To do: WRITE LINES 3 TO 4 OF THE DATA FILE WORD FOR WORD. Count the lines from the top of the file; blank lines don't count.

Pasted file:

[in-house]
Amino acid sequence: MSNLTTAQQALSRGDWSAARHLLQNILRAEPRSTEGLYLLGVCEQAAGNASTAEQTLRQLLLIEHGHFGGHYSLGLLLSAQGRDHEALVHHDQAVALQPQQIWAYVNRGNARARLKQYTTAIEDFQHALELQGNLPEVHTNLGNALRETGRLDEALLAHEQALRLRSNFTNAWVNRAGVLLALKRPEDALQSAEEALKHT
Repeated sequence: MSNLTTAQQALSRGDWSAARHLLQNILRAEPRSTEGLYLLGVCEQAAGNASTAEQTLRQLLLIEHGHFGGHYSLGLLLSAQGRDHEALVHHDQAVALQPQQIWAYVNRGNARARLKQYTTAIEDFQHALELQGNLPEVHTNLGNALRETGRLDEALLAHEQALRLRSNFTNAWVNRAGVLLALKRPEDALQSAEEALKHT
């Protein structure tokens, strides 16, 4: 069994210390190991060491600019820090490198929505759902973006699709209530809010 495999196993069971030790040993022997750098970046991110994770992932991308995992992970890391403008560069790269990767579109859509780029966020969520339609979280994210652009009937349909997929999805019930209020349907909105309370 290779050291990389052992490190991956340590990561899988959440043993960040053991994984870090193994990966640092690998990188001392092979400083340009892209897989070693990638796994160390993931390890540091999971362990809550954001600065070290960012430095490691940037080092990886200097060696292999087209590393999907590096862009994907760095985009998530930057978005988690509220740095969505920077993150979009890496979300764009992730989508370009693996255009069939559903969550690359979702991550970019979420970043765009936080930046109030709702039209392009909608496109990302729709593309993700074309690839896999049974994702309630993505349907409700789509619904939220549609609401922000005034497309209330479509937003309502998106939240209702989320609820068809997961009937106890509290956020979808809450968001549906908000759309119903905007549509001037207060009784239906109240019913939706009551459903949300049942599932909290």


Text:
Repeated sequence: MSNLTTAQQALSRGDWSAARHLLQNILRAEPRSTEGLYLLGVCEQAAGNASTAEQTLRQLLLIEHGHFGGHYSLGLLLSAQGRDHEALVHHDQAVALQPQQIWAYVNRGNARARLKQYTTAIEDFQHALELQGNLPEVHTNLGNALRETGRLDEALLAHEQALRLRSNFTNAWVNRAGVLLALKRPEDALQSAEEALKHT
């Protein structure tokens, strides 16, 4: 069994210390190991060491600019820090490198929505759902973006699709209530809010 495999196993069971030790040993022997750098970046991110994770992932991308995992992970890391403008560069790269990767579109859509780029966020969520339609979280994210652009009937349909997929999805019930209020349907909105309370 290779050291990389052992490190991956340590990561899988959440043993960040053991994984870090193994990966640092690998990188001392092979400083340009892209897989070693990638796994160390993931390890540091999971362990809550954001600065070290960012430095490691940037080092990886200097060696292999087209590393999907590096862009994907760095985009998530930057978005988690509220740095969505920077993150979009890496979300764009992730989508370009693996255009069939559903969550690359979702991550970019979420970043765009936080930046109030709702039209392009909608496109990302729709593309993700074309690839896999049974994702309630993505349907409700789509619904939220549609609401922000005034497309209330479509937003309502998106939240209702989320609820068809997961009937106890509290956020979808809450968001549906908000759309119903905007549509001037207060009784239906109240019913939706009551459903949300049942599932909290």